Alternative visions of “ethical” dairying: changing entanglements with calves, cows and care

Merisa Thompson*

*Corresponding author for this work

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Abstract

Few sectors are more ethically contentious than dairy, with debates tending to be polarised between “intensification” and “abolitionist” narratives which often drown out alternative voices operating in-between. This paper examines the marginal spaces occupied by a group of farmers in the United Kingdom who are attempting to move towards what they see as “more ethical” dairying. Drawing on findings from ethnographic research on five farms which have adopted “cow-calf contact rearing”—which focuses on keeping calves with their mothers longer, in opposition to conventional practices of removing them shortly after birth—it asks what values underpin this alternative approach, and how and why “ethical” dairies seek to dairy ethically. To do this, it draws on a feminist epistemology and methodology that sees ethics as situated and contextual, and finds an “ethics of care” to be central to changing entanglements between humans and nonhuman animals. Instead of casting dairy as either “good” or “bad”, it explores the activities of farms which are trying to move towards what they perceive to be “better”, and draws three conclusions: (a) “ethical” dairying demonstrates a heterogeneity of dairy practices which are grounded in “care” and are happening between narrative extremes of intensification versus abolition; (b) although this practice may be, and could be, commodified, farmers are primarily guided by strong ideological principles and influenced by affective and empathetic “entanglements” with cows and calves, the agency of bovines themselves, and their social and ecological environment; and (c) “cow-calf contact rearing” represents a significant shift from a focus on the broader welfare environment towards centring the quality of individual cows’ lives. Ultimately, the paper argues that we should pay greater attention to alternative economies built on an “ethics of care” when envisaging new sustainable food and agricultural systems.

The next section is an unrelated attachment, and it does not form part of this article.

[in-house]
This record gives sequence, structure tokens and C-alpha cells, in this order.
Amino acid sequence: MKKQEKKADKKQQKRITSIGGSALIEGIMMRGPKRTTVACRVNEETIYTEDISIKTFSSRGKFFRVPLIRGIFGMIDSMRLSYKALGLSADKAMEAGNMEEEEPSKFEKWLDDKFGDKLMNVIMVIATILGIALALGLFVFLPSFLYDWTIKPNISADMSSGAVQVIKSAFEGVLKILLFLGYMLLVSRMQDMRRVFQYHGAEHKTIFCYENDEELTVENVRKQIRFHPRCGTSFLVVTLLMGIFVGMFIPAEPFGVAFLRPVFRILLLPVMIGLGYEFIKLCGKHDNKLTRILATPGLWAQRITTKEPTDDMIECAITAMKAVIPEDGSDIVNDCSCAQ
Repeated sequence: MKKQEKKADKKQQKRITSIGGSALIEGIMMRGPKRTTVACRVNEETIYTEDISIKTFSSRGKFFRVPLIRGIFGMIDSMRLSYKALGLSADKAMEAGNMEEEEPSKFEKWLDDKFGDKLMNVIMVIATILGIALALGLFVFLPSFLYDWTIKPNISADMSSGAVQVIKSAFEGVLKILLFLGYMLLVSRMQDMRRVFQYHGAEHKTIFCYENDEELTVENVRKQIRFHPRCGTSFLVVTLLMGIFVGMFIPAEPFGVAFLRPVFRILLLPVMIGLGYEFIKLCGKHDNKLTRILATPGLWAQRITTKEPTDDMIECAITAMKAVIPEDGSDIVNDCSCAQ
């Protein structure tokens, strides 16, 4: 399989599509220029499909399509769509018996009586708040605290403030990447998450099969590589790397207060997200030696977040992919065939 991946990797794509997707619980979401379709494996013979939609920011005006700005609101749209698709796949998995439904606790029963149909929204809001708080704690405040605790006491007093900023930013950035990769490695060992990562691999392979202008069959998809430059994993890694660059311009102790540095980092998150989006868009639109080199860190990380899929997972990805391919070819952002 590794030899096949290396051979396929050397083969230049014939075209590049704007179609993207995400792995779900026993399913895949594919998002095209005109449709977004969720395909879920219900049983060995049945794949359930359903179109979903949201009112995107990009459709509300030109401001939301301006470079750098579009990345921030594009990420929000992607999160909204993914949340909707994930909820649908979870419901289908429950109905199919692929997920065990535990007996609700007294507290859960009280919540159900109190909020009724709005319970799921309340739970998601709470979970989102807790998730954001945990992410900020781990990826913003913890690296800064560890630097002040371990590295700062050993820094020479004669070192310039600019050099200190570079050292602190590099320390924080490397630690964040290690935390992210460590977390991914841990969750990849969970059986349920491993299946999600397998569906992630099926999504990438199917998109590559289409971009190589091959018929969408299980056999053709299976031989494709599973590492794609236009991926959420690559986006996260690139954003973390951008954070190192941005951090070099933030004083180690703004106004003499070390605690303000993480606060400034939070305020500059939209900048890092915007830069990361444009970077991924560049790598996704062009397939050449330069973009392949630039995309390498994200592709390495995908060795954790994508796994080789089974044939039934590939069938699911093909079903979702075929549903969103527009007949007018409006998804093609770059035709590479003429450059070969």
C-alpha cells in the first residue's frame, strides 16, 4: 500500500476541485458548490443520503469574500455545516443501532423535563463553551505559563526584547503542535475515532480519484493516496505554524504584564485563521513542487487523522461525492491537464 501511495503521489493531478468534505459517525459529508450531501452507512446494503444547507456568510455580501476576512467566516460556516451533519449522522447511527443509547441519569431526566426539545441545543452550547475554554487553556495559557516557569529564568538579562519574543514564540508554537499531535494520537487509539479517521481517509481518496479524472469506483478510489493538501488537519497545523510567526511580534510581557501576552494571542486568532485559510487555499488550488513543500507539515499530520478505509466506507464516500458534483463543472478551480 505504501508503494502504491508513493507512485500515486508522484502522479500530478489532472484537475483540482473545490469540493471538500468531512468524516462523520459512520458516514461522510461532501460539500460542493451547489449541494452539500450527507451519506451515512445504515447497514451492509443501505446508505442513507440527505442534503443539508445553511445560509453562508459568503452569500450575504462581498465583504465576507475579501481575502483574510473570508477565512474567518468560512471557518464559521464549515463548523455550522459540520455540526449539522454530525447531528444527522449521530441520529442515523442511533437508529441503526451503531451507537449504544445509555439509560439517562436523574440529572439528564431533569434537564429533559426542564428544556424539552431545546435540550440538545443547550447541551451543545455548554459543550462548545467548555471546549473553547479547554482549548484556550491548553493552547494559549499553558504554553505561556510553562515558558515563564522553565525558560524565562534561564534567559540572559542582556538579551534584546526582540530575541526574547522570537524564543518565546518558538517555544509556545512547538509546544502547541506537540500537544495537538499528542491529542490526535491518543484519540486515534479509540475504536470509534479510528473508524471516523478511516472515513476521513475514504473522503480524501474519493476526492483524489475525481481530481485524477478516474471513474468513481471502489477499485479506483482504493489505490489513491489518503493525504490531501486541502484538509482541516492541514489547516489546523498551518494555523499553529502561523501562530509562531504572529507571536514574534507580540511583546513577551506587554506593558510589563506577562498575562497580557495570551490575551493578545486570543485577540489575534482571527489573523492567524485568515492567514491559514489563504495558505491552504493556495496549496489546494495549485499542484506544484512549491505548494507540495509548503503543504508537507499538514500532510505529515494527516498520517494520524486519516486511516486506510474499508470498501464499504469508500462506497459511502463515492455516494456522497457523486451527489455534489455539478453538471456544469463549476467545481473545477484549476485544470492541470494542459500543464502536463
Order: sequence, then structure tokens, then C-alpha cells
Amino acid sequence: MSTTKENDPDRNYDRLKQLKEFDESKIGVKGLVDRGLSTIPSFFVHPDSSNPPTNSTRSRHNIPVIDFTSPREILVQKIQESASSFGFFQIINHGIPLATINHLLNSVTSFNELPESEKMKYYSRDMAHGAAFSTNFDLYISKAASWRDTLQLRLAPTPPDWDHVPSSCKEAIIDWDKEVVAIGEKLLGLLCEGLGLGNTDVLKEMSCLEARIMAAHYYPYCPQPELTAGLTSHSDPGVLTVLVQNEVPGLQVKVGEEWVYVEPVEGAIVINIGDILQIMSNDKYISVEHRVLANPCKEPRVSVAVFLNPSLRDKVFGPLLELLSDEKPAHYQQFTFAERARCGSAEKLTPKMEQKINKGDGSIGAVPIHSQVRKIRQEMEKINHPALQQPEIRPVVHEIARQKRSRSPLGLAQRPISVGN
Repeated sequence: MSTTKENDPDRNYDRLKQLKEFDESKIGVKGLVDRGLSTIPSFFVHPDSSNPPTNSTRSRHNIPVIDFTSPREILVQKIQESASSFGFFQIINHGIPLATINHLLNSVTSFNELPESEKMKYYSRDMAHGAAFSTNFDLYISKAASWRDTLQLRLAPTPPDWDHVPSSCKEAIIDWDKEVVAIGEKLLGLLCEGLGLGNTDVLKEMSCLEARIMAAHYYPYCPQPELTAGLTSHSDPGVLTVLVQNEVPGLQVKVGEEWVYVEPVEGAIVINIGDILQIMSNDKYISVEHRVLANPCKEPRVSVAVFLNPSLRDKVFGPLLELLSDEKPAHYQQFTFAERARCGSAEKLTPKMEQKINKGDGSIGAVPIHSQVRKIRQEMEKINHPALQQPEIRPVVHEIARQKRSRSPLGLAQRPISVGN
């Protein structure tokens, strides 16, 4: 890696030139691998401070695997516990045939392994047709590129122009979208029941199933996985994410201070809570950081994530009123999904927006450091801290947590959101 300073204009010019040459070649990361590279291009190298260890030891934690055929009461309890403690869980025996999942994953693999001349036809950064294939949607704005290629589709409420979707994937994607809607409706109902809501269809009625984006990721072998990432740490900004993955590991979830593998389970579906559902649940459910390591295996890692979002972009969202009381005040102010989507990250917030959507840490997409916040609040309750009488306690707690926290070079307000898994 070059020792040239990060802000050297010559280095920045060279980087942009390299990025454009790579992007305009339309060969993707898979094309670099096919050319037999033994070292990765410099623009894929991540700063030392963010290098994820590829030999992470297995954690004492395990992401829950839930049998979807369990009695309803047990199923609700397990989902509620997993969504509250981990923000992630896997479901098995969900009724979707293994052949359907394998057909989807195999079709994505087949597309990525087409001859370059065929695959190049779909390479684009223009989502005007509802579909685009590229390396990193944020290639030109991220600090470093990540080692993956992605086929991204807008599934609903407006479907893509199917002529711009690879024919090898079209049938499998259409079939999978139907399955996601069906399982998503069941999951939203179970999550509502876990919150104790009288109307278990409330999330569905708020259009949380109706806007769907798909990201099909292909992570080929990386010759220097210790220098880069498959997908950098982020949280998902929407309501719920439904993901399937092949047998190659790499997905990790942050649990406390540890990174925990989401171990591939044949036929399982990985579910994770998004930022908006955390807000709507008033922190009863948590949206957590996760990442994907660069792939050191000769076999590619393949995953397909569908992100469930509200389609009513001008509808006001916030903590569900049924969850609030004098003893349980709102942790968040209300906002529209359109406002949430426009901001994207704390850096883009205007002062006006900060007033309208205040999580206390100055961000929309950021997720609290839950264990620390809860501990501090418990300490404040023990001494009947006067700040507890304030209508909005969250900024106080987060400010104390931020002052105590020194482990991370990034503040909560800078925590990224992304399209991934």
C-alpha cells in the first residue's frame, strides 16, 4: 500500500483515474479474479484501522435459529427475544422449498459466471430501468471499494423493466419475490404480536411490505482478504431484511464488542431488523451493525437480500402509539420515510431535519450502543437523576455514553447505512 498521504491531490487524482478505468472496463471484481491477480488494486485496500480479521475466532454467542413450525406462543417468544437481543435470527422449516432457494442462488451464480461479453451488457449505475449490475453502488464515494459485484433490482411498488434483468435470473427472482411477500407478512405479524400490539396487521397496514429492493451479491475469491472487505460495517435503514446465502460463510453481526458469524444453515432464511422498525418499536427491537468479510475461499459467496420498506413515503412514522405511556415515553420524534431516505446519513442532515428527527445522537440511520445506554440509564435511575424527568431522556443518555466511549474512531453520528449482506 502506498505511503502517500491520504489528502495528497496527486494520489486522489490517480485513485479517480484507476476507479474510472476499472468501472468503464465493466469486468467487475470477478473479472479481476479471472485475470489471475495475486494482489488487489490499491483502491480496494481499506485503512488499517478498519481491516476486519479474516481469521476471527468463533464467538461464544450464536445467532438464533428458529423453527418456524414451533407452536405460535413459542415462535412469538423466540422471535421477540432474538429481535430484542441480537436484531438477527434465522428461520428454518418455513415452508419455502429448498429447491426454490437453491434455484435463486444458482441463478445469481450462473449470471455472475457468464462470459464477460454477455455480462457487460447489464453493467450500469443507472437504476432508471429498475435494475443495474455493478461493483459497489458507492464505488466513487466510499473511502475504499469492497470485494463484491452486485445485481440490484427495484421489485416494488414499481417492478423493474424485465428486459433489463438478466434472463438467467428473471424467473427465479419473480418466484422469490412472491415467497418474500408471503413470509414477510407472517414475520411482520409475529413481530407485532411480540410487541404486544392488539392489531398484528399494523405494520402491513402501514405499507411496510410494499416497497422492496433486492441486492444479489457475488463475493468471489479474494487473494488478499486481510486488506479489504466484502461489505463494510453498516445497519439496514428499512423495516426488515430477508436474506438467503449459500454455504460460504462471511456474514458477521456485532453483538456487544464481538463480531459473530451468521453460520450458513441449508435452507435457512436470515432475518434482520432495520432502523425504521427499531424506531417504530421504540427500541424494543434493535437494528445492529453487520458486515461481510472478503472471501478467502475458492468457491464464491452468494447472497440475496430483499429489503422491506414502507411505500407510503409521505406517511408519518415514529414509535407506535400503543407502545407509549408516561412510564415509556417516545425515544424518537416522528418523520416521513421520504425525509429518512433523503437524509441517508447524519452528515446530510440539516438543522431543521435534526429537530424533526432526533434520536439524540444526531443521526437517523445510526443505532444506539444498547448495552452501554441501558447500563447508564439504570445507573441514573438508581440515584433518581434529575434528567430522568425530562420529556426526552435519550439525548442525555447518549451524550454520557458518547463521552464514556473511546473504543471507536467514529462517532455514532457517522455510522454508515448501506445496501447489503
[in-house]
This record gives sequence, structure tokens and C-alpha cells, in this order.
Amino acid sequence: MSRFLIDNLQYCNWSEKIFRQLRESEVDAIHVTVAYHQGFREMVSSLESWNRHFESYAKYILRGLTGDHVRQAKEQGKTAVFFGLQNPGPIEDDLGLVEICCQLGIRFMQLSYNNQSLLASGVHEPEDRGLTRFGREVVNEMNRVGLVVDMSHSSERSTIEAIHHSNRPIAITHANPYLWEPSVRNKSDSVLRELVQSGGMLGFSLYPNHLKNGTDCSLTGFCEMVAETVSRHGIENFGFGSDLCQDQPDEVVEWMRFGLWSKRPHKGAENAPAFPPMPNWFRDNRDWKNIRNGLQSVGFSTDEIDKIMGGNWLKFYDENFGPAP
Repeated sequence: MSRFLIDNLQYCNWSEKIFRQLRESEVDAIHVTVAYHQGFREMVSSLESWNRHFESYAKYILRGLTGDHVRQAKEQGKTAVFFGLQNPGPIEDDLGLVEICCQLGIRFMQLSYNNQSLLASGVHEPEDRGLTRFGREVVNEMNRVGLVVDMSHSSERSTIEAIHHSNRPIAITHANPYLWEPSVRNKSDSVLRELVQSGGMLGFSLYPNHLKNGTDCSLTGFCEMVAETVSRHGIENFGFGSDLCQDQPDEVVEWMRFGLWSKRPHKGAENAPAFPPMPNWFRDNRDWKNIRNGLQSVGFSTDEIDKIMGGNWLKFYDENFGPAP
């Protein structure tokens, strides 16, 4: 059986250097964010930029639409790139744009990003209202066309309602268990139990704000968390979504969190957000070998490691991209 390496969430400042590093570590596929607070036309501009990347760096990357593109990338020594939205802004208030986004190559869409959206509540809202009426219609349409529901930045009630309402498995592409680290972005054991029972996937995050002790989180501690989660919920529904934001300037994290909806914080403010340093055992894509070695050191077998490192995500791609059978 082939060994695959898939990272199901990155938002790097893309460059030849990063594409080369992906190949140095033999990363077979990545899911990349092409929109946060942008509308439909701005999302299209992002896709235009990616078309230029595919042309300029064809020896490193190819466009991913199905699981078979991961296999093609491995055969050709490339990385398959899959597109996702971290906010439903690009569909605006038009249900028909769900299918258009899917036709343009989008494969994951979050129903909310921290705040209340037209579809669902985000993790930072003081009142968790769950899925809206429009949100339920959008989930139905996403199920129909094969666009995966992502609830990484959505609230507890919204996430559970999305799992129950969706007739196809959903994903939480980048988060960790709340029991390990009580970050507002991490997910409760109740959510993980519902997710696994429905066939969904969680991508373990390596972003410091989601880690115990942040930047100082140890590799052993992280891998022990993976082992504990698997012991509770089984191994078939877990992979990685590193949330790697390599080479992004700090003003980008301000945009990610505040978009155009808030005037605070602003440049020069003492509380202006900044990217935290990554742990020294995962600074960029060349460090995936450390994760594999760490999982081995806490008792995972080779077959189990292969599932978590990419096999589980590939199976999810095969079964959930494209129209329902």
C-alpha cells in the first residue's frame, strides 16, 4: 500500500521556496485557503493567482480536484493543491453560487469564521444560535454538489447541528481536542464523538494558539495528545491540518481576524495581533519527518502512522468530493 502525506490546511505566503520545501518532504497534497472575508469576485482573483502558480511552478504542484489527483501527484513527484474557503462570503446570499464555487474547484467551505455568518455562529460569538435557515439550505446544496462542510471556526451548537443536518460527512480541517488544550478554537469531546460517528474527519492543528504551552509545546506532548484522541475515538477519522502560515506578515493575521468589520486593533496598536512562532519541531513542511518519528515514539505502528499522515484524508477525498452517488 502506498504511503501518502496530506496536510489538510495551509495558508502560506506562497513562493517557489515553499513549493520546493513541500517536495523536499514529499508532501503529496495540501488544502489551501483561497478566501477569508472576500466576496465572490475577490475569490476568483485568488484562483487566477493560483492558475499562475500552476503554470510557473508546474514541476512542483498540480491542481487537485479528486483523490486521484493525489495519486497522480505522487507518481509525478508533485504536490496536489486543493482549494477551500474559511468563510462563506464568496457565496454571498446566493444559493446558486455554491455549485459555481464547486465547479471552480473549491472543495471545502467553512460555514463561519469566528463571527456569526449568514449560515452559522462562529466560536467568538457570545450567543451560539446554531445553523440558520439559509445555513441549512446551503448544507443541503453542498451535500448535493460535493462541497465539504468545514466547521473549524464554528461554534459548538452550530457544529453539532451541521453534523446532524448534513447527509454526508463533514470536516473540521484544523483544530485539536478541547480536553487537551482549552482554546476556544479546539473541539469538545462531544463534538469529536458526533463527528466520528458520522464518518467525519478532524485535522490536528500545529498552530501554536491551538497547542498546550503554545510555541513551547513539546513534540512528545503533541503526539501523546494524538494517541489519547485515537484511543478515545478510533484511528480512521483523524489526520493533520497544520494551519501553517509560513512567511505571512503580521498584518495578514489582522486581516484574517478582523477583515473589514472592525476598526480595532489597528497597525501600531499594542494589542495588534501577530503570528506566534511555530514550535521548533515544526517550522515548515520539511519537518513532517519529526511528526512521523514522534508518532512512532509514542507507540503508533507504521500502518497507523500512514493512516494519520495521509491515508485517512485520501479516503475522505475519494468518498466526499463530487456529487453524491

Original languageEnglish
Number of pages15
JournalAgriculture and Human Values
Volume2022
Early online date10 Nov 2022
DOIs
Publication statusE-pub ahead of print - 10 Nov 2022

Keywords

  • Food ethics
  • Gender
  • Feminist ethics of care
  • Dairy
  • Cow-calf contact rearing
  • Alternative food systems

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